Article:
The restrictions imposed in creating a scene that allowed for each card to be placed in it, but not necessarily in a conventional or “correct” way actually allowed for a free-flowing creativity. And the challenge of placing animals and palaces in spaces that they wouldn’t other wise think of them to be made for two very fun compositions.

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I hope it was a small step in entering into a world where things aren’t always what they seem. Where it’s perfect for a hippo to live underwater, in a submerged palace.

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Niko3It’s the world of fantasy, and going in there from time to time is a necessary ingredient in enjoying any kind of artistic activity.

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Happy Accidents

Collaborating with artists from various backgrounds of the visual arts is one of the best ways to begin to see things in new and different ways. This has personally always added important insights into my own journey. This was something I wanted to introduce to the children too.

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In November last year, I had the chance to meet and work with Sarah Pupo artist in residence at the WAA residency. It was during the time I discovered Barney Saltzberg’s Beautiful Oops! that Sarah and I got talking about working with accidents within the artistic practice. This definitely wasn’t a coincidence and I took this as an opportunity to introduce her work to the children in an interactive session.5251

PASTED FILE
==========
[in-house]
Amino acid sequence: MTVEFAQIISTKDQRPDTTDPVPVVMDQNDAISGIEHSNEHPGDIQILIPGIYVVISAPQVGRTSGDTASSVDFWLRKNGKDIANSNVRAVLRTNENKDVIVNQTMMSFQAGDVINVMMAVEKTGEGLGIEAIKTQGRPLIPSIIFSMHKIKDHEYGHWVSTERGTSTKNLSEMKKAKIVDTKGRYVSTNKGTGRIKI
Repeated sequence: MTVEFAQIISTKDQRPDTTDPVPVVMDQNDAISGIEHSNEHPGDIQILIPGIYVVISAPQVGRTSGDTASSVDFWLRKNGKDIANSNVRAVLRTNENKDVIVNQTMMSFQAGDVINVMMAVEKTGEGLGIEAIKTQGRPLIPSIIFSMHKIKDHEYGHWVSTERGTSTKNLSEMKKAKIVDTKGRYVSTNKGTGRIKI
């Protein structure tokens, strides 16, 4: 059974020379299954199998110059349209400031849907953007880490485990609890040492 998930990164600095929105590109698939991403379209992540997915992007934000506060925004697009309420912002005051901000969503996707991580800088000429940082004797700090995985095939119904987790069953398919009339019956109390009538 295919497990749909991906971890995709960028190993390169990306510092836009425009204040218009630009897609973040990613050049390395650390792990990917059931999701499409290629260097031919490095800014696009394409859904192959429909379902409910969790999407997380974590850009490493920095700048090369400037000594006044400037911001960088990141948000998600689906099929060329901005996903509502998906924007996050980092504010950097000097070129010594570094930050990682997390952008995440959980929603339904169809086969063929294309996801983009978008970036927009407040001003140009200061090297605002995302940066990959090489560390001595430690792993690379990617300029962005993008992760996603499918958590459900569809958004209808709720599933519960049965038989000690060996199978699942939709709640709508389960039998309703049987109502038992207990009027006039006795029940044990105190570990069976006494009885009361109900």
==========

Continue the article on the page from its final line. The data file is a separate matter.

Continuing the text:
This was a fantastic opportunity for the kids to visit Sarah’s studio at the WAA residency in Bandra, Mumbai, where she shared with them her work process. Sarah’s work integrates painting and drawing, installation and self-taught, provisional animation techniques. Her approach to making things prioritizes intuition, associative thinking and the flux of chance and control.

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This workshop was an introduction to materials like watercolour and ink and the process of painting wet into wet. So we got the kids to make a splash and build a story or a picture from there on.  We used drops of water on paper and added ink, salt to it and tried various methods of random mark making. From there, they imagined what their splashes and blobs might be. It was immensely enjoyable for the kids, Sarah and I, to then collaborate and create a series of drawings that told the story of each of the child’s characters. The outcome could have been compiled to make a rudimentary flip-book of sorts, just a few steps short of animation.

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She then presented to them a few of her animation videos, which was followed by a walk through her studio setup which gave them an insight into how she turns her ink and watercolour drawings into animated moving forms.

 

Understanding how visual forms can transcend formats and mediums, often moving from one to the next — paper and paint, to drawings, to animation — seems to come very easily and simply, to children. And it made me wonder about their intuitive sense of viewing visuals outside the boundaries of the formats in which they may be originally created — a skill many of us have to re-learn as adults in the practice of art.